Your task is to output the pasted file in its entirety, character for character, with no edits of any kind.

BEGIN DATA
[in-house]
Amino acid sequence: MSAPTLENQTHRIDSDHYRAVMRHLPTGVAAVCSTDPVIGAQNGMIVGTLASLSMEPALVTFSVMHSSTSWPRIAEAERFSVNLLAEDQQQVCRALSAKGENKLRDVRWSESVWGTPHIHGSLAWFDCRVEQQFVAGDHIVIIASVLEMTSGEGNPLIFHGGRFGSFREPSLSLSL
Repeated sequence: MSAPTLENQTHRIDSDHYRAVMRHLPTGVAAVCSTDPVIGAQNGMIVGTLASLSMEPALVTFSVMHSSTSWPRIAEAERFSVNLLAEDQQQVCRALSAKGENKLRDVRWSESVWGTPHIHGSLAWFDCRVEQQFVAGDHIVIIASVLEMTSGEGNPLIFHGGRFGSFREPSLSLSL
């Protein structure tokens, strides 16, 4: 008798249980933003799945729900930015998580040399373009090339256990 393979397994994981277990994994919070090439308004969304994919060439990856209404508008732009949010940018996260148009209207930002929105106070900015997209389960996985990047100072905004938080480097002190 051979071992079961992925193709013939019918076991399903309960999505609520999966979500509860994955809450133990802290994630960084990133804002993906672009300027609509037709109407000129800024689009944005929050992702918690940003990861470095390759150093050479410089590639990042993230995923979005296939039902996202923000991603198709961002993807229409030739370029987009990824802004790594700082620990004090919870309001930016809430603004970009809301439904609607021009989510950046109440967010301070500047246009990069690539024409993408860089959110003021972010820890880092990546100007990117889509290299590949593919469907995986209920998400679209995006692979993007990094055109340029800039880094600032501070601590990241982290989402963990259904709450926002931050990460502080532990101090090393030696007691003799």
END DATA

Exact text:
[in-house]
Amino acid sequence: MSAPTLENQTHRIDSDHYRAVMRHLPTGVAAVCSTDPVIGAQNGMIVGTLASLSMEPALVTFSVMHSSTSWPRIAEAERFSVNLLAEDQQQVCRALSAKGENKLRDVRWSESVWGTPHIHGSLAWFDCRVEQQFVAGDHIVIIASVLEMTSGEGNPLIFHGGRFGSFREPSLSLSL
Repeated sequence: MSAPTLENQTHRIDSDHYRAVMRHLPTGVAAVCSTDPVIGAQNGMIVGTLASLSMEPALVTFSVMHSSTSWPRIAEAERFSVNLLAEDQQQVCRALSAKGENKLRDVRWSESVWGTPHIHGSLAWFDCRVEQQFVAGDHIVIIASVLEMTSGEGNPLIFHGGRFGSFREPSLSLSL
């Protein structure tokens, strides 16, 4: 008798249980933003799945729900930015998580040399373009090339256990 393979397994994981277990994994919070090439308004969304994919060439990856209404508008732009949010940018996260148009209207930002929105106070900015997209389960996985990047100072905004938080480097002190 051979071992079961992925193709013939019918076991399903309960999505609520999966979500509860994955809450133990802290994630960084990133804002993906672009300027609509037709109407000129800024689009944005929050992702918690940003990861470095390759150093050479410089590639990042993230995923979005296939039902996202923000991603198709961002993807229409030739370029987009990824802004790594700082620990004090919870309001930016809430603004970009809301439904609607021009989510950046109440967010301070500047246009990069690539024409993408860089959110003021972010820890880092990546100007990117889509290299590949593919469907995986209920998400679209995006692979993007990094055109340029800039880094600032501070601590990241982290989402963990259904709450926002931050990460502080532990101090090393030696007691003799």